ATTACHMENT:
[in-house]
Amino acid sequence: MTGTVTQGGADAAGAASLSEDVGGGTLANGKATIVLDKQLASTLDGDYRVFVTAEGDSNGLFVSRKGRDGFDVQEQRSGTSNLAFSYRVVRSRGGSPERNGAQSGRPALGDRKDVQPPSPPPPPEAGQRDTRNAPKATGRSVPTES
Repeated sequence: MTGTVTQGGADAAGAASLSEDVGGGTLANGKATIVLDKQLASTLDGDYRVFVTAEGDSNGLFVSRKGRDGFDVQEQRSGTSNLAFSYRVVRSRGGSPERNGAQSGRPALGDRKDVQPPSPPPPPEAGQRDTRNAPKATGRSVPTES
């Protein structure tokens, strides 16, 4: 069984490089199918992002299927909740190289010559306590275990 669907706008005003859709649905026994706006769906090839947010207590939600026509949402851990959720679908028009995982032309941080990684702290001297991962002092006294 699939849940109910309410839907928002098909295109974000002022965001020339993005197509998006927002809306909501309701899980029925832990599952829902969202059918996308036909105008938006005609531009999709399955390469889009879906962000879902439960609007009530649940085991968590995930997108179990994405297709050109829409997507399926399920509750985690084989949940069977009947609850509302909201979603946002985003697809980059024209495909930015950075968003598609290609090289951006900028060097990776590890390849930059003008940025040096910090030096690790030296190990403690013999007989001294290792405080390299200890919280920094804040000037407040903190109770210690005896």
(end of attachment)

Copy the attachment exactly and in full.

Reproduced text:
[in-house]
Amino acid sequence: MTGTVTQGGADAAGAASLSEDVGGGTLANGKATIVLDKQLASTLDGDYRVFVTAEGDSNGLFVSRKGRDGFDVQEQRSGTSNLAFSYRVVRSRGGSPERNGAQSGRPALGDRKDVQPPSPPPPPEAGQRDTRNAPKATGRSVPTES
Repeated sequence: MTGTVTQGGADAAGAASLSEDVGGGTLANGKATIVLDKQLASTLDGDYRVFVTAEGDSNGLFVSRKGRDGFDVQEQRSGTSNLAFSYRVVRSRGGSPERNGAQSGRPALGDRKDVQPPSPPPPPEAGQRDTRNAPKATGRSVPTES
């Protein structure tokens, strides 16, 4: 069984490089199918992002299927909740190289010559306590275990 669907706008005003859709649905026994706006769906090839947010207590939600026509949402851990959720679908028009995982032309941080990684702290001297991962002092006294 699939849940109910309410839907928002098909295109974000002022965001020339993005197509998006927002809306909501309701899980029925832990599952829902969202059918996308036909105008938006005609531009999709399955390469889009879906962000879902439960609007009530649940085991968590995930997108179990994405297709050109829409997507399926399920509750985690084989949940069977009947609850509302909201979603946002985003697809980059024209495909930015950075968003598609290609090289951006900028060097990776590890390849930059003008940025040096910090030096690790030296190990403690013999007989001294290792405080390299200890919280920094804040000037407040903190109770210690005896």